Pooping in a park in broad daylight? Refusing to get in the car until a hot Brazilian nanny kisses them goodbye?
Being inappropriately affectionate with their principal? These are just a few of the parenting challenges I’ve faced with my identical twin boys in their ten years so far, but dining etiquette tops the list.
Twin A chews loudly when he eats. Even noshing on a hard-boiled egg, he’s like a Clydesdale managing a mouthful of carrots, complete with slurping, snorting, and blowing fumes out his nose. His chewing noise levels can wake up his somewhat deaf grandfather in his house up the street, but at least Twin A keeps his food in his mouth. Twin B chews quietly, but the food ends up in creative locations.
Twin B came off the school bus from kindergarten, and I noticed something brown oozing out of his ear. Was it an ear infection? Had rough-housing in P.E. generated a nose bleed that leaked out his ear? I touched the sticky goo with my forefinger, and we examined it in alarm.
Twin B sniffed it, then licked my finger like a friendly Labrador Retriever.
“Mmm,” he said. “Peanut Butter.”
I knew he had turkey and cheese for lunch, so this must have been from his toast . . . at breakfast.
I’ve found cheese in his hair, melted M&Ms in his pockets, and jam in his eyelashes–to which he is as oblivious as a raccoon in a dumpster.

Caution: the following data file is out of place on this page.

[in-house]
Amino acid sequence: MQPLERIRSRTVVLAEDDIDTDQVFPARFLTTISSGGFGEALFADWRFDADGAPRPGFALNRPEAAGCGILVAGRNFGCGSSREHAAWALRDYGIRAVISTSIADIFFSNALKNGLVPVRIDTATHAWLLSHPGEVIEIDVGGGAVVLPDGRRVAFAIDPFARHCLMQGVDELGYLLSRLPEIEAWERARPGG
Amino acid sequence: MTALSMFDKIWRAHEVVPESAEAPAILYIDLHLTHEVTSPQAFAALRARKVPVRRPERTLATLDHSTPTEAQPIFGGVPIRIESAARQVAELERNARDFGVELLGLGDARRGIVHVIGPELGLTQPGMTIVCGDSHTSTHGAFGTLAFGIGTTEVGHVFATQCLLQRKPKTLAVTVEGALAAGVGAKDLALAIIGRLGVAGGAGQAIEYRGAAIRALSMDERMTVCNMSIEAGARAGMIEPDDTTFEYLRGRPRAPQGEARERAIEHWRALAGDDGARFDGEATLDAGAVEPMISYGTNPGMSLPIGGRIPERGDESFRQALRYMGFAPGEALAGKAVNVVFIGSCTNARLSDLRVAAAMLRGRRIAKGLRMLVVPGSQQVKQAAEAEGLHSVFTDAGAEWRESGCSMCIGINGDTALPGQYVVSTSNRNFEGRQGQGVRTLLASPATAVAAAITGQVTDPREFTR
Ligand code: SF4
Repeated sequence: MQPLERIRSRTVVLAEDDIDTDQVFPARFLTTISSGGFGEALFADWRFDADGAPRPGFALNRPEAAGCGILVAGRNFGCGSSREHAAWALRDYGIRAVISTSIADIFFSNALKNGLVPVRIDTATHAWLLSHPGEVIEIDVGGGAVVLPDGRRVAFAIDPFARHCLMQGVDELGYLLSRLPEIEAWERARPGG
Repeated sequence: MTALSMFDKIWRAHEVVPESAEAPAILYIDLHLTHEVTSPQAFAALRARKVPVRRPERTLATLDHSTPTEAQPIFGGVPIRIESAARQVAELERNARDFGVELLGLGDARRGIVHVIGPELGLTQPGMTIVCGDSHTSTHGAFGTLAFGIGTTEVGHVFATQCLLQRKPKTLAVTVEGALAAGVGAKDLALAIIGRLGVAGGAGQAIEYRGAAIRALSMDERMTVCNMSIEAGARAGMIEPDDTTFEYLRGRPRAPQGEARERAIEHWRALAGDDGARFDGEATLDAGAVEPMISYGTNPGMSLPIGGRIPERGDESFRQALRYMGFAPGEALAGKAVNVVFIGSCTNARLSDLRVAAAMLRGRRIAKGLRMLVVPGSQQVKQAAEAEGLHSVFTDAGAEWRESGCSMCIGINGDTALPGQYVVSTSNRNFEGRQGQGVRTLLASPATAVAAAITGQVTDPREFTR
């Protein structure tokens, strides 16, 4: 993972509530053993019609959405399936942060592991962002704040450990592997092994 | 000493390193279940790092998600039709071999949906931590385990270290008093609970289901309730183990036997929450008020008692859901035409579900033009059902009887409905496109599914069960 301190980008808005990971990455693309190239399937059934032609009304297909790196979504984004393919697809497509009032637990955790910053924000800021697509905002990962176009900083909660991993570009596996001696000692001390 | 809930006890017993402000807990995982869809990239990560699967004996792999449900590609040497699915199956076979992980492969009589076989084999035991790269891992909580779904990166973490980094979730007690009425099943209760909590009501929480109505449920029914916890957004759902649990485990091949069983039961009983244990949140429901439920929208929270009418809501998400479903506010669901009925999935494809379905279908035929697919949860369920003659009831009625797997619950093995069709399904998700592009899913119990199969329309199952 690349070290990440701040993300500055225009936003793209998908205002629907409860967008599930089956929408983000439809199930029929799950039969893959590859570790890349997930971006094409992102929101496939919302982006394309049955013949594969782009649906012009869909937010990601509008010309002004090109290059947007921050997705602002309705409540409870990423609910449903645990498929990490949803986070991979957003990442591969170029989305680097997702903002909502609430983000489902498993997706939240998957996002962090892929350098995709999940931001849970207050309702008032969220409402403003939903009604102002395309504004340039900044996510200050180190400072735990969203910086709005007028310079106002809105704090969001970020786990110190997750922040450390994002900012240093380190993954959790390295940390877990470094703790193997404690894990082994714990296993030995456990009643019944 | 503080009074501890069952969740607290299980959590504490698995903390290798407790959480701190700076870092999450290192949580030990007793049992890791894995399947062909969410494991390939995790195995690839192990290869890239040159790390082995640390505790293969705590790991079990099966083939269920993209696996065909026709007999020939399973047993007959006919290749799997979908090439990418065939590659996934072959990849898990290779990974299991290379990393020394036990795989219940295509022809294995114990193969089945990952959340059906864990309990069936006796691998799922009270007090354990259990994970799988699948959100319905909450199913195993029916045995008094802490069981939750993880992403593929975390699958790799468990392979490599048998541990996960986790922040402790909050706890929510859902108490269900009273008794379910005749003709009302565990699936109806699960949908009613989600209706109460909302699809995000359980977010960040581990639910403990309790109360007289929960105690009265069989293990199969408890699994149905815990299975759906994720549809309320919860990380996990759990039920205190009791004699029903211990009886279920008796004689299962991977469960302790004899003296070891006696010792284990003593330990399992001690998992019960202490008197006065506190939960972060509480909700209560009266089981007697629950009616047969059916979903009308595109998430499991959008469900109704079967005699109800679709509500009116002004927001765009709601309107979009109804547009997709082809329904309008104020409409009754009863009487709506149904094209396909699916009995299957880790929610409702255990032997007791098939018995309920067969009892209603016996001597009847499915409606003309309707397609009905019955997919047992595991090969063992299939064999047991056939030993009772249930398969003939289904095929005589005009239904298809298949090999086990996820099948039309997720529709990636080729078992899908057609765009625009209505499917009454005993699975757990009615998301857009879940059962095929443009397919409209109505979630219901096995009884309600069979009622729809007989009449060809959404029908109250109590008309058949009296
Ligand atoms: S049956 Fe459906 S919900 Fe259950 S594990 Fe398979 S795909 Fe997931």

The worst came one morning when they were four, as I was training them to be hikers. They straggled. They watched each of 397 ants cross the trail. After 90 minutes, we’d made it four hundred yards. I continued marching.
They caught up, and Twin B reached his fist out offering a dead ladybug. I looked down and saw a trail of dried blood across his cheek.
“What now?” I thought. How had he cut himself? Was it when he cried, and I said, Man Up? Where was the entry wound? Could an ambulance make it onto the trail?
I was searching the backpack for a paper bag to breathe into when Twin A tugged on my shorts.
“Mommy?” he said. “Mommy? It’s his vitamin.”
Oh. The red chewable he had worked into a paste while in the car and then smeared across his face.
Flash forward to fifth grade and little improvement on the messy eating front. Despite time-outs, Lego bans, and etiquette pep talks, I still end up leaving outrageous busboy tips. Even at age ten, we have linen napkins on the floor, broccoli eaten by hand, and butter knives wielded as Ninja Turtle weapons.
My girlfriend is signing her twin girls up for Cotillion.
“What?” I asked. “Dancing and coming out balls?”
“Yes,” she said. “But table manners, and restaurant behavior too.” She raised her eyebrows. “I mean, have you seen my girls eat? They’re like animals!”
I know `exactly what she means. My little Clydesdale and raccoon will be wearing ties and waltzing with girls in white gloves before they know it.
This essay first appeared in Boulder Lifestyle and has been syndicated with permission to Multiples Illuminated. If you wish to contribute and share your multiples story/ tips, please head to our Submissions page for more details! This post has been syndicated with permission to Multiples Illuminated.
Ellen Nordberg‘s stories have appeared in the Chicago Tribune, The Denver Post, The Huffington Post, Scary Mommy, Errant Parent, and numerous anthologies. She has performed her humorous twin essays in several Colorado Listen To Your Mother shows and is currently a co-producer of the Boulder show. She lives outside of Boulder where she spends much of her time rescuing her middle school age twins’ remote control drones off neighbors’ roofs. Follow Ellen on Facebook and Google+.
Check out more of Ellen’s writing!